Moreover, it is unlikely that the Respondent would have carried unauthorized links if its explanation for the domain name was genuine, which the Panel finds it was. At the time of the registration, Polymer Technology Associates Inc., the Respondent’s father’s company, was an actual business and clearly had not been invented as a guise or cover for registering the domain name. Although there is no evidence of its financial success, the Respondent has adduced evidence showing that the company existed and had filed company information with the relevant authorities. Finally, as the Respondent submits, it has been recognized in many UDRP decisions that domain names often mirror already existing names of a business in connection with which the domain name is proposed to be used. It is quite likely, therefore that the name came to mind because of the father’s company and not because, in Denmark, there was a one-year old company of the same name. The Panel therefore accepts on balance that this is what happened in the present case.

Thirdly, the basis for the Complainant’s argument is, in the Panel’s view, untenable. It was clearly put in the Complaint as part of its “global presence” that:

(a) when the Respondent registered the domain name in 1995, the Complainant had been using the WIPO and USPTO marks for POLYTECH and that it had “done so in interstate commerce since at least as early as April 15, 1994…”;

(b) that the Complainant had a warehouse in Greely, Colorado( USA);

(c) the Complainant had also registered the domain name .

It was not made clear in the evidence in which country it was that the alleged “interstate commerce” took place.

However, the clear purport of those submissions was that the Complainant had a global presence of which the Respondent was or could have been aware when the domain name was registered in 1995. Moreover, the Complaint made it plain that the Complainant’s ”global reach” may be seen from its corporate profile in Annex A which is in effect the Complainant’s website at .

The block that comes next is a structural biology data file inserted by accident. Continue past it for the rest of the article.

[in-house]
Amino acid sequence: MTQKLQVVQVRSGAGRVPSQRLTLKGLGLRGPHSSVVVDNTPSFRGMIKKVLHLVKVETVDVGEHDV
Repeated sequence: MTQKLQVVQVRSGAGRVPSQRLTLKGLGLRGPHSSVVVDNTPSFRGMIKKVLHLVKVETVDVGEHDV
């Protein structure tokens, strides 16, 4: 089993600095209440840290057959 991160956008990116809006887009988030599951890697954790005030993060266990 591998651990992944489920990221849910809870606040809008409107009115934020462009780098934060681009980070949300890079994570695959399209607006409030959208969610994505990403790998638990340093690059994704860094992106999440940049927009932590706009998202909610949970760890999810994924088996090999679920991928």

The Panel has inspected the Annex, as invited, and finds that it does not establish that the Complainant had the global presence alleged, from 1994, or from 1995 when the domain name was registered. It shows that in recent years the Complainant has developed an international reach and probably after the year 2000. The Annex states that the company stated operations in Denmark in 1994 and that it has a warehouse in Colorado. It gives no information on what international presence it had in 1994, 1995 or the later years of the 1990s. The Annex, and the company’s website, states that its current activity in the USA is conducted through a company named Polytech Windpower Technology Incorporated, which was not incorporated until November 16, 2016[ii]. It is a matter of public record that the domain name, that it relies on and which resolves to its website was not registered until June 16, 2000[iii]. Indeed, there is no evidence that has been tendered to show that the Complainant had any international presence at all by 1994 or 1995 or that there are any facts from which the inference could be drawn that the Respondent knew or should have known of the existence of the Complainant or its alleged international presence.